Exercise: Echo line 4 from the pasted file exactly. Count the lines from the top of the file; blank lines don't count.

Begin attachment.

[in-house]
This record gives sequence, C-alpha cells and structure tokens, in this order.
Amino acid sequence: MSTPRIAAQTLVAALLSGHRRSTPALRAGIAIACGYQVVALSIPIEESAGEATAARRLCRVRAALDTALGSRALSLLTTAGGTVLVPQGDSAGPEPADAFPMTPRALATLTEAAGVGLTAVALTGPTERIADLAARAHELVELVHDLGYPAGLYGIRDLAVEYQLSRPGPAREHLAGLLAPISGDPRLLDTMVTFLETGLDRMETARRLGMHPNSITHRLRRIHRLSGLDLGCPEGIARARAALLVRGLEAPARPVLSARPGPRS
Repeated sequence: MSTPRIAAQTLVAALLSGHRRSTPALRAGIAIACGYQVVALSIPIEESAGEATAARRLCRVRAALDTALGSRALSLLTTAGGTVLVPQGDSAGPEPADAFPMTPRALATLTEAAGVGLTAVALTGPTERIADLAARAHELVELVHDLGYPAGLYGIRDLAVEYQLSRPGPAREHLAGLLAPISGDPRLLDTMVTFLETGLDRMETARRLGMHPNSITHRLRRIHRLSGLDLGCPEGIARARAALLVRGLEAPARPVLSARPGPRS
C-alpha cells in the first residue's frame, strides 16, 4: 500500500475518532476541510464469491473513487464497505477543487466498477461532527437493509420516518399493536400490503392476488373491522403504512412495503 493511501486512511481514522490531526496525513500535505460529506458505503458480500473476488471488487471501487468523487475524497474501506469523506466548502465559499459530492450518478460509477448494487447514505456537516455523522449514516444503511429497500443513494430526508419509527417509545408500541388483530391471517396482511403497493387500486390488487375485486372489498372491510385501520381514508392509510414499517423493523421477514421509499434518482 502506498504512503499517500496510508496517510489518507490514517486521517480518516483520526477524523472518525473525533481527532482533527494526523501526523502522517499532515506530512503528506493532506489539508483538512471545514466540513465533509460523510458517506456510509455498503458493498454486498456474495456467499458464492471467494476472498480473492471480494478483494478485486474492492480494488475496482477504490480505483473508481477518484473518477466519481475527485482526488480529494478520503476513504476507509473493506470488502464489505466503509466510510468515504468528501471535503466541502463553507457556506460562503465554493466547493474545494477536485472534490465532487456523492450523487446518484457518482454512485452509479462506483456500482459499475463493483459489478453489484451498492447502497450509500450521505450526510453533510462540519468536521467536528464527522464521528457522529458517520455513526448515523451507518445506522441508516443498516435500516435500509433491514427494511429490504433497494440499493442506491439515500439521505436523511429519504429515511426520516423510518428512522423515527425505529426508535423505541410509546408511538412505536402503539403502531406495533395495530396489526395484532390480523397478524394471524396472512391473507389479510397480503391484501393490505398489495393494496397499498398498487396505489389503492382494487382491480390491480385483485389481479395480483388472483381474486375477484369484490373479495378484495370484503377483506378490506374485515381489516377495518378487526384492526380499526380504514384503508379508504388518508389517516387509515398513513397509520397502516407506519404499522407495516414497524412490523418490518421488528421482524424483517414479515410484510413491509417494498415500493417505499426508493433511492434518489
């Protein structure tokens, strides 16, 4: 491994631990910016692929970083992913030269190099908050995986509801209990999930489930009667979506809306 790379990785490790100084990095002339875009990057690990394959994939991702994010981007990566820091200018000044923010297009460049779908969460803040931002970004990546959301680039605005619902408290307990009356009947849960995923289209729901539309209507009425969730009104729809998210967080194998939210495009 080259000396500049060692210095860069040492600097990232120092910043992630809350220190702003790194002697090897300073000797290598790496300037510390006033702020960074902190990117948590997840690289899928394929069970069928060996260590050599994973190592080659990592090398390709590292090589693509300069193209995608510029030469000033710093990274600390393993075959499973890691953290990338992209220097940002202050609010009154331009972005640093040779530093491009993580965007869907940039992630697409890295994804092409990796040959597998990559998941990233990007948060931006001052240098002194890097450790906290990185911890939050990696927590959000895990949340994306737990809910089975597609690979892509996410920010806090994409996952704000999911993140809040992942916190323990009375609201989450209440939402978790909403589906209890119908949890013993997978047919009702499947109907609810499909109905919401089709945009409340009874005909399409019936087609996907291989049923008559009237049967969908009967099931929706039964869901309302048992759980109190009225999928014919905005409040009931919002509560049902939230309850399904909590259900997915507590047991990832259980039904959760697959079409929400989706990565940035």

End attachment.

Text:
Repeated sequence: MSTPRIAAQTLVAALLSGHRRSTPALRAGIAIACGYQVVALSIPIEESAGEATAARRLCRVRAALDTALGSRALSLLTTAGGTVLVPQGDSAGPEPADAFPMTPRALATLTEAAGVGLTAVALTGPTERIADLAARAHELVELVHDLGYPAGLYGIRDLAVEYQLSRPGPAREHLAGLLAPISGDPRLLDTMVTFLETGLDRMETARRLGMHPNSITHRLRRIHRLSGLDLGCPEGIARARAALLVRGLEAPARPVLSARPGPRS